For African American Lives, I’ve tested 21 African Americans, possessing a range of phenotypes—from a person who could “pass” for “white,” and whose father actually did, to people with darker and more traditionally African features, such as Don Cheadle and Chris Rock. Not once has any person tested turned out to be 100 percent African. Chris Rock, for example, is 20 percent European. Don Cheadle is 19 percent European. That straight black hair and high cheek bones on your grandmama’s head? Look at a Google Map of Europe, find Italy, then look straight north to England and Ireland, Germany and France. That’s where, in all probability, your ancestor’s hair texture and lighter complexion comes from, not from the rendezvous of a fugitive slave and an Native American compatriot, united in enmity toward a common enemy, sitting around a campfire, smoking a peace pipe and woofing on the white man.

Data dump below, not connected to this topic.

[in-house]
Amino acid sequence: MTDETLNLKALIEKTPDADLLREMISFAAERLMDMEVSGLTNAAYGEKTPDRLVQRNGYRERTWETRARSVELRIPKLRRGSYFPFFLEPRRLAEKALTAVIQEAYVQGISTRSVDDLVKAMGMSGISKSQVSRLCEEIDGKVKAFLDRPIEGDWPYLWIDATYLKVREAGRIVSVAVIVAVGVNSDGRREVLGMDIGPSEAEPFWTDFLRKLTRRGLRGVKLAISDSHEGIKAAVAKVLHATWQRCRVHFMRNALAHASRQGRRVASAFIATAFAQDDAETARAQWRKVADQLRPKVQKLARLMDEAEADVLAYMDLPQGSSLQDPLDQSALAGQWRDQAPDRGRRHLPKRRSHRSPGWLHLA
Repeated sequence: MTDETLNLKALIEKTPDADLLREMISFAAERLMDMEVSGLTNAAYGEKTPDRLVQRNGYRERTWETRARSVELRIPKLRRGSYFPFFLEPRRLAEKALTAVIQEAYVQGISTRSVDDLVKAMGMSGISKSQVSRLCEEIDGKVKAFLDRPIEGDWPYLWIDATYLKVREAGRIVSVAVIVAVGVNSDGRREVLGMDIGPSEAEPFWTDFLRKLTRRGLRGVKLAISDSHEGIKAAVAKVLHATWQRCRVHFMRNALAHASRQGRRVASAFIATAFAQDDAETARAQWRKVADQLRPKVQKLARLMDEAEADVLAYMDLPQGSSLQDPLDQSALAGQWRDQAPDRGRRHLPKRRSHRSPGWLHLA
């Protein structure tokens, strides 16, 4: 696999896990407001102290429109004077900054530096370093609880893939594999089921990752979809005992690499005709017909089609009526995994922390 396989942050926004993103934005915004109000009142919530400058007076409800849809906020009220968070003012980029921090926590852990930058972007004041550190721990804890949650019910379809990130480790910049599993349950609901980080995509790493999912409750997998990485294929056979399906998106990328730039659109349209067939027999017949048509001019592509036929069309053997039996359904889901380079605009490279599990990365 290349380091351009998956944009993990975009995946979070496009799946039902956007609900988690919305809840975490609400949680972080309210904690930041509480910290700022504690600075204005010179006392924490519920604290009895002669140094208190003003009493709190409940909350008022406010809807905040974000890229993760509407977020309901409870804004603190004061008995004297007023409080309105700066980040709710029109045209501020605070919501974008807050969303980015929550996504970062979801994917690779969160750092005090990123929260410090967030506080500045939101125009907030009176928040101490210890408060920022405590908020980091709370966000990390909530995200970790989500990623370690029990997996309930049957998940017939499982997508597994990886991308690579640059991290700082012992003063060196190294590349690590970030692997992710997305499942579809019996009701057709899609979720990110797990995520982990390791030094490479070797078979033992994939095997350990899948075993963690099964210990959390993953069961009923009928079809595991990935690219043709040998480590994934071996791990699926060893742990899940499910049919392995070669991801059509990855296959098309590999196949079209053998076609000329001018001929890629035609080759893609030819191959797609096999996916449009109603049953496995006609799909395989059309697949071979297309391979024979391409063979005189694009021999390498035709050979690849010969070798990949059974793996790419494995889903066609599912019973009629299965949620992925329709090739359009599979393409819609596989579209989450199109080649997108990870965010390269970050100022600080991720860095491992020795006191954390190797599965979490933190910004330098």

Black roots are deeply and improbably tangled, inextricably intertwined with the history of slavery and the genes of the very Euro-Americans who enslaved our ancestors. In my personal case, geneticists floored me by revealing that not only did my father’s line go back to Ireland (we had thought this), but my mother’s did as well, which is very rare. (Only 1 percent of us descend from a white woman who slept with a black slave or former slave.) Not only that, but my own admixture shows that I am 49.4 percent European and 50.6 percent African, even though no one would ever mistake me for a “mulatto.”
The story of the paternity of Melvinia Shields’ children is all too common in the annals of American family trees. Among the guests in African American Lives, Quincy Jones (who is a direct descendant of King Edward I), Maya Angelou, Tom Joyner and Morgan Freeman all learned the names of the white male who impregnated their black female slave ancestor—unlike Mrs. Obama whose white ancestor remains anonymous. My paternal great-great-grandmother, Jane Gates, took the identity of the father of her children with her to her grave in 1888. But with DNA tests, we are closing in on this Irishman’s identity, almost a century and a quarter later.